In the comment thread to my recent post “A World in Shadow IV“, theist commenter Jarrod expressed the following objection to the atheist argument from evil:
I have nothing to say against the point that there is much horrible suffering going on; take that and run with it, if you want. But I don’t think we can start making claims about possible worlds with more or less pain. We have one world with a lot of pain. No need to talk about other worlds God should’ve created.
Interestingly, at the time I saw this comment, I was reading the book Piety and Politics by the Rev. Barry Lynn, director of Americans United for Separation of Church and State. Lynn made an observation that I think quite accurately describes Jarrod’s comment:
“It’s as if to the Religious Right, any attempt to even imagine an alternative world or other realities is an offense against God.” (p.216)
The context of Lynn’s remark was a discussion of the frequent attempts by religious conservatives to ban or censor books whose message they disagree with, especially science fiction or fantasy books depicting worlds whose basic rules are not in accord with the human-centric, God-dominated model of Christian cosmology. As Lynn says, “I’ve had Religious Right activists tell me that any book that features aliens from space should not be read by children because it could give them the impression that God did not uniquely create life on earth!”
Eric von Laudermann, author of the deconversion story “The Joys of Christianity” hosted on Ebon Musings, describes how he held very much the same viewpoint in his fundamentalist days:
My ability to draw is not God’s gift to me. It took years of my own effort to gain that ability, and it’s still not always there when I want it. My art is therefore sinful. After all, I specialize in fantasy artwork: things that God did not create. How dare I enjoy something that God did not create! How dare I create! That’s God’s job! I’m trying to be like God! I’m going to Hell!
So, why is it that religious fundamentalists are often leery of sci-fi and fantasy? One possible answer is that they feel all creative work should pay proper homage to God, which most genre fiction does not. But then again, there are sound narrative reasons for this: it’s almost impossible to write a compelling, suspenseful story when God is a character. The certain knowledge that he will miraculously intervene whenever the heroes are in danger robs the narrative of dramatic tension. (Witness the Left Behind apocalyptic fiction books, which mostly feature their bland, white-bread main characters driving around and making phone calls while they passively watch each item in the end-times prophecy checklist unfold before them.)However, I think this answer doesn’t go deep enough. A better one is suggested by Lynn’s comment: in the circumscribed imaginations of fundamentalists, even imagining a world where God is not actively in control is dangerous. It is a recurring theme in the speech and actions of religious conservatives that the best way to ensure ideological purity is to cut off people’s access to all sources of information that convey a message different from the one those religious conservatives seek to convey. (See also: abstinence-only sex education.)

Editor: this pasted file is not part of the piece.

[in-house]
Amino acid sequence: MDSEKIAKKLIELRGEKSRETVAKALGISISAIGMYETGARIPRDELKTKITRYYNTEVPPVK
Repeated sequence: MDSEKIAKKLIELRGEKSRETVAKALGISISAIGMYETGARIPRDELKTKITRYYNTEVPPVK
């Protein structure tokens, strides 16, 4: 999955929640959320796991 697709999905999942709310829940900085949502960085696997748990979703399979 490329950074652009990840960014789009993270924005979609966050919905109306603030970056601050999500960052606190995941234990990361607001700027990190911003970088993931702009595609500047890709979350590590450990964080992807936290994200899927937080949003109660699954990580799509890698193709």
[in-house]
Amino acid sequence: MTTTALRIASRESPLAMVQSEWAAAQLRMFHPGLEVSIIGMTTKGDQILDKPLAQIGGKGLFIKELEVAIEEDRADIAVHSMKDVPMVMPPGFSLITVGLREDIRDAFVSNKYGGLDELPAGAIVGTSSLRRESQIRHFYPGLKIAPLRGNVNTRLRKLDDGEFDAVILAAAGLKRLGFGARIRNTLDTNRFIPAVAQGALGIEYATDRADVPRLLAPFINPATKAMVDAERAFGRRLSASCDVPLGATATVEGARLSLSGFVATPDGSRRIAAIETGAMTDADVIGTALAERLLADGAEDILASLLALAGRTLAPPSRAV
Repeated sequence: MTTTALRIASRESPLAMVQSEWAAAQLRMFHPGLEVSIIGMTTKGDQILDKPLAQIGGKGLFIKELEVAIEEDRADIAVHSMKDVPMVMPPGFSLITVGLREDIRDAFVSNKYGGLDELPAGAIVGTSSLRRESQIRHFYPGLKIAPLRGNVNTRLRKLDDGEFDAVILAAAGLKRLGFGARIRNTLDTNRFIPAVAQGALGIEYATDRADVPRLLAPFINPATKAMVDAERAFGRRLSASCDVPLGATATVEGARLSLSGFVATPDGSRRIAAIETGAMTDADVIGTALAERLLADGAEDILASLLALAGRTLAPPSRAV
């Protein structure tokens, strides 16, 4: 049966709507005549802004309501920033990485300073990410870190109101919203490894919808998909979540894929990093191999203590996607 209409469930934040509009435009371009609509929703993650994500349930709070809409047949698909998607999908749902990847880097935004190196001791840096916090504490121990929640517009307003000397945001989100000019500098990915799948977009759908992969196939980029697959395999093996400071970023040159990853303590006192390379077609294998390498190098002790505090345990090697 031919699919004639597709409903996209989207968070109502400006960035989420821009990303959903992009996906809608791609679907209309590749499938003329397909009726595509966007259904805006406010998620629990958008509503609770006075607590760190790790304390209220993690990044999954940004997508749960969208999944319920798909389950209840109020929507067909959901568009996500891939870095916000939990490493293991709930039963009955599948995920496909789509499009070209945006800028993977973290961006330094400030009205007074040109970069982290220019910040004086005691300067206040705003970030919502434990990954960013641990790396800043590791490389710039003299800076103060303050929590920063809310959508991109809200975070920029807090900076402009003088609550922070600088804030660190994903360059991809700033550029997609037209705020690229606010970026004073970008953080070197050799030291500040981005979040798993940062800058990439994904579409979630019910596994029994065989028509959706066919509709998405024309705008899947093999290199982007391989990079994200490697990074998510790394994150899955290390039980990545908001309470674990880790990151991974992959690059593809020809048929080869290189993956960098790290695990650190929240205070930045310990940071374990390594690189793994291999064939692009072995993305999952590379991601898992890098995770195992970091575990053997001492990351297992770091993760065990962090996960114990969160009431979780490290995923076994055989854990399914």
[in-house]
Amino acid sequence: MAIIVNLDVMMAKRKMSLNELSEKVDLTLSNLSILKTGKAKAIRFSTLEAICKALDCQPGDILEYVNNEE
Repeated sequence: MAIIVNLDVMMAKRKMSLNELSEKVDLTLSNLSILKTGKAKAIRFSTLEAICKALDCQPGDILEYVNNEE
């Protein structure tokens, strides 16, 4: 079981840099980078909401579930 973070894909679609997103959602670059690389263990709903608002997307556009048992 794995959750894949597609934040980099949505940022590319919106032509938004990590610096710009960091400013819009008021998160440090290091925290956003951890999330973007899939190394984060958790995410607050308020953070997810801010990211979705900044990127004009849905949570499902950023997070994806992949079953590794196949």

Objecting to sci-fi and fantasy is a logical extension of that practice. In contrast to rationalists and friends of free speech who trust that the truth will emerge from open debate, fundamentalists evidently fear that their dogmas are fragile, and must be protected from collision with inconvenient facts – or even alternative possibilities. Merely imagining a world that does not begin with their faith-based tenets, in their view, is a dangerous step toward doubt and questioning. The self-appointed gatekeepers of dogma do not trust people to make up their own minds, and would rather bias the process of belief formation by only teaching those people about the viewpoints they want them to reach.
In essence, what they fear is a competing narrative. (This was discussed in my last summer’s review of The Da Vinci Code.) The stories of organized religion are adapted to resonate with people on an emotional level, and a story that taps the same feelings and inspires the same emotional reactions can all too easily dislodge the religious memes. To the degree that lay believers use their imaginations at all, fundamentalists and church authorities want those people only to imagine their symbols, to possess a mental world as ideologically sterile as the creeds that inspired it. Permitting other ideas and symbols to flourish in the mind alongside the symbols of one’s chosen religion could very likely lead the believer to think of their religion as just one more story among many – which it is – and that is an outcome that defenders of dogma seek to avoid at all costs. In the marketplace of ideas, they do not want fair competition, but victory guaranteed by the possession of a monopoly.